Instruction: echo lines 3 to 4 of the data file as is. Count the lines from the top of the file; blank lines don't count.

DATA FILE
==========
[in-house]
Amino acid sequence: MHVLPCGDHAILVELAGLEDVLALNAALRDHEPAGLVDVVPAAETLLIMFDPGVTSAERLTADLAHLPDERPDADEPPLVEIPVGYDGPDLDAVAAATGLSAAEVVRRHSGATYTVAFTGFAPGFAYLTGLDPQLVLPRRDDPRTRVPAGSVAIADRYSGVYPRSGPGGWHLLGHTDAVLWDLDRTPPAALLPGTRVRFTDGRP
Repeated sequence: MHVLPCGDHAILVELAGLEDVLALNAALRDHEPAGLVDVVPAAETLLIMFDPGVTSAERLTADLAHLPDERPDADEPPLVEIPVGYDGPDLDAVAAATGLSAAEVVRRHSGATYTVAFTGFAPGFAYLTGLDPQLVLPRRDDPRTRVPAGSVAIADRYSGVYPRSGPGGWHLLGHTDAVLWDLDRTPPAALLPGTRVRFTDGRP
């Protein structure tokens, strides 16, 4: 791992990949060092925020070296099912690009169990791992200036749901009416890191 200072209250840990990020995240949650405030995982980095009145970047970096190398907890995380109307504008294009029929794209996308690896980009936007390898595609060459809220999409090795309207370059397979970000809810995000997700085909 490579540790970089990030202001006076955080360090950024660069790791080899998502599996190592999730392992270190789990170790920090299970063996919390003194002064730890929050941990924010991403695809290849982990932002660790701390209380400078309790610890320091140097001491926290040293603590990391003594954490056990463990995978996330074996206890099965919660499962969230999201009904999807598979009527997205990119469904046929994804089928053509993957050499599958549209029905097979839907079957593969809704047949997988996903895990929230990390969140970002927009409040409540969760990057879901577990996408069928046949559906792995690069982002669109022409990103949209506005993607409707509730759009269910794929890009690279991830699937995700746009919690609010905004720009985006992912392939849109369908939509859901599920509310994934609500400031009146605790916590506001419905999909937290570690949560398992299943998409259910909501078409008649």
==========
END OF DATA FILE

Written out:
Repeated sequence: MHVLPCGDHAILVELAGLEDVLALNAALRDHEPAGLVDVVPAAETLLIMFDPGVTSAERLTADLAHLPDERPDADEPPLVEIPVGYDGPDLDAVAAATGLSAAEVVRRHSGATYTVAFTGFAPGFAYLTGLDPQLVLPRRDDPRTRVPAGSVAIADRYSGVYPRSGPGGWHLLGHTDAVLWDLDRTPPAALLPGTRVRFTDGRP
């Protein structure tokens, strides 16, 4: 791992990949060092925020070296099912690009169990791992200036749901009416890191 200072209250840990990020995240949650405030995982980095009145970047970096190398907890995380109307504008294009029929794209996308690896980009936007390898595609060459809220999409090795309207370059397979970000809810995000997700085909 490579540790970089990030202001006076955080360090950024660069790791080899998502599996190592999730392992270190789990170790920090299970063996919390003194002064730890929050941990924010991403695809290849982990932002660790701390209380400078309790610890320091140097001491926290040293603590990391003594954490056990463990995978996330074996206890099965919660499962969230999201009904999807598979009527997205990119469904046929994804089928053509993957050499599958549209029905097979839907079957593969809704047949997988996903895990929230990390969140970002927009409040409540969760990057879901577990996408069928046949559906792995690069982002669109022409990103949209506005993607409707509730759009269910794929890009690279991830699937995700746009919690609010905004720009985006992912392939849109369908939509859901599920509310994934609500400031009146605790916590506001419905999909937290570690949560398992299943998409259910909501078409008649």